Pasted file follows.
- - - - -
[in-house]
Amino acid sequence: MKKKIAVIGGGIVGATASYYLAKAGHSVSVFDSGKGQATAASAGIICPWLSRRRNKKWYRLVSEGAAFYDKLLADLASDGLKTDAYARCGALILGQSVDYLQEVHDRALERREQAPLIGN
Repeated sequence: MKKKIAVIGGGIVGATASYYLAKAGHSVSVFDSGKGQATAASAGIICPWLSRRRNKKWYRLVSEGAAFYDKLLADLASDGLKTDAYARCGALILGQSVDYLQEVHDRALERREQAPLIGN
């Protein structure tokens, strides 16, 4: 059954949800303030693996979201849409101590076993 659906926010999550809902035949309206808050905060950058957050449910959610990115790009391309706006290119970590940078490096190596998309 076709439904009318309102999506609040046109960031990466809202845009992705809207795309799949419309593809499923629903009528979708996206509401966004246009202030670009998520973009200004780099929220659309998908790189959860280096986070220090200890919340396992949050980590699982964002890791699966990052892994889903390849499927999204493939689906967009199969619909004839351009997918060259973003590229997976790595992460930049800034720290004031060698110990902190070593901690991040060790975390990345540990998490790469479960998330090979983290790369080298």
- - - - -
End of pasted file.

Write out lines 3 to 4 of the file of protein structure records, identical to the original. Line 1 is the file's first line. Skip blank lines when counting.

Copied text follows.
Repeated sequence: MKKKIAVIGGGIVGATASYYLAKAGHSVSVFDSGKGQATAASAGIICPWLSRRRNKKWYRLVSEGAAFYDKLLADLASDGLKTDAYARCGALILGQSVDYLQEVHDRALERREQAPLIGN
């Protein structure tokens, strides 16, 4: 059954949800303030693996979201849409101590076993 659906926010999550809902035949309206808050905060950058957050449910959610990115790009391309706006290119970590940078490096190596998309 076709439904009318309102999506609040046109960031990466809202845009992705809207795309799949419309593809499923629903009528979708996206509401966004246009202030670009998520973009200004780099929220659309998908790189959860280096986070220090200890919340396992949050980590699982964002890791699966990052892994889903390849499927999204493939689906967009199969619909004839351009997918060259973003590229997976790595992460930049800034720290004031060698110990902190070593901690991040060790975390990345540990998490790469479960998330090979983290790369080298």